UFC Vegas 31 Main Card Predictions

Following a tremendous Pay-Per-View event in UFC 264, the UFC will return for the first Fight Night in card in three weeks with UFC Vegas 31, broadcasted live from the UFC Apex facility in Las Vegas.

The card will be headlined by a ranked Lightweight matchup between Islam Makhachev and Thiago Moises, after the original headliner fell through.

The card is stacked with twelve bouts at time of writing, with a rising prospect and a returning star all featured on the main card!

Islam Makhachev vs. Thiago Moises (LW)

Islam Makhachev vs. Thiago Moises set for July 17 UFC event - MMA Fighting

Islam Makhachev (19-1, 8-1 UFC), cousin to former champion and Lightweight GOAT Khabib Nurmagomedov, embodies a similar style and was cited as the next real threat to the LW throne. They are cousins and have been training partners since children. Islam has a similar wrestling style, but a slightly less aggressive top control more focused upon submissions than ground and pound. Instead, he has more power in his hands and a scary talent for wrapping up the neck. Still, the wrestling is his bread and butter but he is a fiend on the ground, regardless. Makhachev was last seen in March, submitting Drew Dober in the third round to secure his seventh straight win. Islam is most threatening with his violent top control and he favors position over submission, but still brings in a nasty threat of multiple chokes. As if that wasn’t enough, he has, on average, absorbed less than one significant strike per minute in the Octagon through his nine bouts in the promotion.

Michael Johnson vs. Thiago Moises 5/13/20 UFC Fight Night 171 Picks and  Prediction - PickDawgz

Thiago Moises (13-4, 2-2 UFC) is coming off of three straight wins after a 1-2 start to his Octagon career. His most impressive performance to date was his win over veteran Michael Johnson, earning a second-round heel hook finish after being soundly outstruck in the first round. Moises has capable kickboxing and solid power, but his main skill is in the submissions. Moises was the LFA and RFA champion and he has incredible cardio that has been well displayed in five-rounds bouts. His Octagon career has shown his lapses in striking and poor movement when backed up against the cage and he often lacks the takedown chops to force it into the grappling arena, but is more than capable off of his back.

It’s hard to expect anything other than complete domination from the Dagestani, and the betting lines reflect that. He is simply too efficient at establishing top position and does vicious work once there. Even on the feet, he appears to have an advantage over Moises with his kicks and high striking defense rate. Though there is some chance for Moises to score a submission upset, I expect a mauling from Makhachev to end the fight with ground and pound.

My Pick: Islam Makhachev via Knockout

Marion Reneau vs. Miesha Tate (BW)

Even at 44 years old, Marion Reneau (9-7-1, 5-6-1 UFC) keeps on clipping, most recently seen on the wrong side of the decision back against Yana Kunitskaya. Reneau has some heavy hands by her side and throws some good shots, but her technique has faltered in her last few matches. She also brings along some slick submissions off her back, but is a well rounded threat in all regards. Though her submission skills are well regarded, her wrestling is not at the same caliber, contributing to her recent skid. She has not found victory in her last four fights.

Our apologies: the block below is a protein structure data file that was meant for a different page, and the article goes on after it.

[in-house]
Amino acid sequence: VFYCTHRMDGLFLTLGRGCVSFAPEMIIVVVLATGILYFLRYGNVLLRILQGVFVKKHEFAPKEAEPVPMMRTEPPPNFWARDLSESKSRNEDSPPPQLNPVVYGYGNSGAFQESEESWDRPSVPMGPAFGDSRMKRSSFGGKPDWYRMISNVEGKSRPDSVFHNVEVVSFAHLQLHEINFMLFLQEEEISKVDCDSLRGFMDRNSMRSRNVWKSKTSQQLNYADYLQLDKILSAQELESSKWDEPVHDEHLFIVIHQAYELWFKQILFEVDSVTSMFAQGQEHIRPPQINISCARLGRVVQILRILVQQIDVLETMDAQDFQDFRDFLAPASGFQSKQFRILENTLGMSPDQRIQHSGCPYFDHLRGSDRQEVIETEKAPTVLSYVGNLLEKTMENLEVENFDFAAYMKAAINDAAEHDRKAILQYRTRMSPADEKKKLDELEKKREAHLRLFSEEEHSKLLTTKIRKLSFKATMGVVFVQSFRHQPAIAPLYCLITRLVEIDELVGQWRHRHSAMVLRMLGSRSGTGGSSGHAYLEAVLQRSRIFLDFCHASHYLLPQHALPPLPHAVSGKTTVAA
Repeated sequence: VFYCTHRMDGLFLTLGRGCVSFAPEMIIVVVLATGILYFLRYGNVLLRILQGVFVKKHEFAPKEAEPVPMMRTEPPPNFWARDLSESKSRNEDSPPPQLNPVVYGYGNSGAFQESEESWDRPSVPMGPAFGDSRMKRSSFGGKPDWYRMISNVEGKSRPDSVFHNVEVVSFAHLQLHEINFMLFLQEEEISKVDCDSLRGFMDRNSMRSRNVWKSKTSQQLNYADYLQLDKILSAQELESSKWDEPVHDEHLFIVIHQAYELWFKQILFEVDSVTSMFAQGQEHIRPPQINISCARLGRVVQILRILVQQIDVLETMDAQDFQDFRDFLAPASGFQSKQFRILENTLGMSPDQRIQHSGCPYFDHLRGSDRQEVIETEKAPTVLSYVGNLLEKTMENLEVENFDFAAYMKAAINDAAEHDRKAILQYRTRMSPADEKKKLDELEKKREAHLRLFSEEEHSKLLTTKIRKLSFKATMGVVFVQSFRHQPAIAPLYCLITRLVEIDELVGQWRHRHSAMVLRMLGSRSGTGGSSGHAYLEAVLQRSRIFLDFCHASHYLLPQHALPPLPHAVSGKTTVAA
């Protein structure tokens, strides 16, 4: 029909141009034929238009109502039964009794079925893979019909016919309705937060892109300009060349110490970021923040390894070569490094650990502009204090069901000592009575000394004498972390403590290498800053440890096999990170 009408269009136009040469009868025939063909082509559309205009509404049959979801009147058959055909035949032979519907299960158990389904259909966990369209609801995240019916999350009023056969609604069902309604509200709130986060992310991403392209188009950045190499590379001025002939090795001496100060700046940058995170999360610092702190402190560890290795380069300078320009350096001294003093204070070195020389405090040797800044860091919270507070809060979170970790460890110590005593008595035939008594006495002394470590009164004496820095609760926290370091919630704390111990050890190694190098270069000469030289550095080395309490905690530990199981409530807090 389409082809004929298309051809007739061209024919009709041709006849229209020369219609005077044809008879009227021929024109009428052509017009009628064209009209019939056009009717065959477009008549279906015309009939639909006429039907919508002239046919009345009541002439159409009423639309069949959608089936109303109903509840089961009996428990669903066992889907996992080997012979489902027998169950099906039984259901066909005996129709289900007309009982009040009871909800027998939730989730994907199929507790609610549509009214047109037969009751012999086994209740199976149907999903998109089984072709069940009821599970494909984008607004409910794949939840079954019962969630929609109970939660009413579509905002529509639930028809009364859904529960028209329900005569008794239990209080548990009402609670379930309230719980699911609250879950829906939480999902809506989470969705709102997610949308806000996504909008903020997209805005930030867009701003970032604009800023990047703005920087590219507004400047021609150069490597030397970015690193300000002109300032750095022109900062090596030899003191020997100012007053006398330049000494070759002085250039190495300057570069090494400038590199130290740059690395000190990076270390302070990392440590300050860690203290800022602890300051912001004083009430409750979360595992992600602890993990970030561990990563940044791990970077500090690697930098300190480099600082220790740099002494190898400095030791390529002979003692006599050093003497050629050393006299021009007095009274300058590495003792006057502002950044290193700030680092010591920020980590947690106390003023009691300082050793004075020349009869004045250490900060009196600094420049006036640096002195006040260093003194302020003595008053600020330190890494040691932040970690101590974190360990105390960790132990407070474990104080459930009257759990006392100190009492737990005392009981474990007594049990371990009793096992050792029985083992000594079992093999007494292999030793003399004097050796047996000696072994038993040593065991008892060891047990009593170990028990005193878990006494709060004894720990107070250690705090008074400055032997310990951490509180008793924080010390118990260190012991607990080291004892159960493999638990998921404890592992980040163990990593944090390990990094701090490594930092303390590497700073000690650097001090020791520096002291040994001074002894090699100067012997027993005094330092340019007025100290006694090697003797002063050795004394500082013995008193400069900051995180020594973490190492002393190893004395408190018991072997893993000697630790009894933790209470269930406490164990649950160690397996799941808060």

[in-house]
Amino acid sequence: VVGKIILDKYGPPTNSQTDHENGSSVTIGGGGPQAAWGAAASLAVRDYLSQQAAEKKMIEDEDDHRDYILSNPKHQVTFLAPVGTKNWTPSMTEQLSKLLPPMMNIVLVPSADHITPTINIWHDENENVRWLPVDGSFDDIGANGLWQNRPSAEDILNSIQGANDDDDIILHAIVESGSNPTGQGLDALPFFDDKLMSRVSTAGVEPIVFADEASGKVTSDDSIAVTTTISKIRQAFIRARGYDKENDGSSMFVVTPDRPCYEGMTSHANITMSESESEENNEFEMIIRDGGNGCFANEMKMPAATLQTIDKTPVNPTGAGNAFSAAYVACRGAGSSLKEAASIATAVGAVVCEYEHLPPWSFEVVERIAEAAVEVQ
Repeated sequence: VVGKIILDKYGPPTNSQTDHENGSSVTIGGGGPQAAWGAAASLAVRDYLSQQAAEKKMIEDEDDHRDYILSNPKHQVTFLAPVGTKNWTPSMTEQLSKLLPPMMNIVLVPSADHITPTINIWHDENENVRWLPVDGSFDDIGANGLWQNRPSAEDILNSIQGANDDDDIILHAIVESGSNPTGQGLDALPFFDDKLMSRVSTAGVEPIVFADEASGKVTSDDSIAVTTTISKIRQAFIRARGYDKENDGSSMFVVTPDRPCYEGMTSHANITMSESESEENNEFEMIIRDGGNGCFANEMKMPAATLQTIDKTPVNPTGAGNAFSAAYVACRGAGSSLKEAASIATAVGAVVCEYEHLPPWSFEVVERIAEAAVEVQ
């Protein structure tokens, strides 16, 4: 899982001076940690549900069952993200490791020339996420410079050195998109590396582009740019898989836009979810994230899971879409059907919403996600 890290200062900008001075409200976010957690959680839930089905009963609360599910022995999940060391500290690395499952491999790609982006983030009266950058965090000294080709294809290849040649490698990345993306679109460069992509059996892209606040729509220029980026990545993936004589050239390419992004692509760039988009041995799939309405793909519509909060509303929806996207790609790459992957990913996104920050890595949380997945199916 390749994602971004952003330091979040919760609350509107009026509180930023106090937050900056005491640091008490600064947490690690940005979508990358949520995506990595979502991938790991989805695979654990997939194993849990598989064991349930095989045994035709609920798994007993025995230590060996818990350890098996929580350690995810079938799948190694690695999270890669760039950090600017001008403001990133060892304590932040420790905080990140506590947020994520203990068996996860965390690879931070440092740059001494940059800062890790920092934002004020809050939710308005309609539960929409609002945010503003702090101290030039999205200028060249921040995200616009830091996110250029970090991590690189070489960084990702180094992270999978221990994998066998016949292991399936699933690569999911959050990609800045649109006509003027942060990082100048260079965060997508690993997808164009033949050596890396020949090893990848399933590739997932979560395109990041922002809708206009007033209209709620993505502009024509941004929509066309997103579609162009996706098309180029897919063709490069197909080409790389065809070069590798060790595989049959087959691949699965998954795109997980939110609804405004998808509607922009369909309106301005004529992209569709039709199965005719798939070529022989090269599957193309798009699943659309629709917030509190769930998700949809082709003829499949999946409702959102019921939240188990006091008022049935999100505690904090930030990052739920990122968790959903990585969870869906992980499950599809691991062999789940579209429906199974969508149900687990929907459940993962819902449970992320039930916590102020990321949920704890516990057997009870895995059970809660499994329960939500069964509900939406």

Miesha Tate (18-7, 5-4 UFC) has not been seen in five years time, retiring after a decision defeat to Raquel Pennington back in 2016. This loss came just one fight removed from losing her title to Amanda Nunes. She has competed against top names in the division like Ronda Rousey, and Nunes, also capturing the title with a last chance submission against Holly Holm. “Cupcake” is most comfortable on the mat, using her adept wrestling and quick submission attempts to constantly threaten the finish. She has ten across her career, with seven of those coming by submission.

This is a tough matchup to predict simply because we all have no clue how Tate will look when she actually enters the cage. With that said, she has probably the easiest ranked opponent in the division standing across from her. Reneau is now the oldest fighter on the UFC’s roster and that has shown in her recent fights. However, Miesha has been out of competition for YEARS now, along with having a child and numerous personal issues. With that said, Tate has the style to defeat Reneau if she shows up in proper form. Her wrestling is skilled enough to breach Reneau’s lackluster takedown defense, along with the submission skills to potentially finish the bout, though I expect her to win out on the scorecards.

My Pick: Miesha Tate via Decision

Mateusz Gamrot vs. Jeremy Stephens (LW)

Mateusz Gamrot (18-1, 1-1 UFC) made his debut with a lot of hype, but suffered his first loss in a split decision to Guram Kutateladze. He got back on track in his next outing, flattening Scott Holtzman in the second round. Gamrot has an extremely versatile skillset, with high volume striking and expert angle cutting, keeping range behind a quick jab. He is also a threat on the mat, with powerful top control and an insane takedown pedigree. “Gamer” has ten career finishes, with six of those coming via knockout. His pace is his best weapon, pounding his opponent into the ground with heavy top control and constant volume.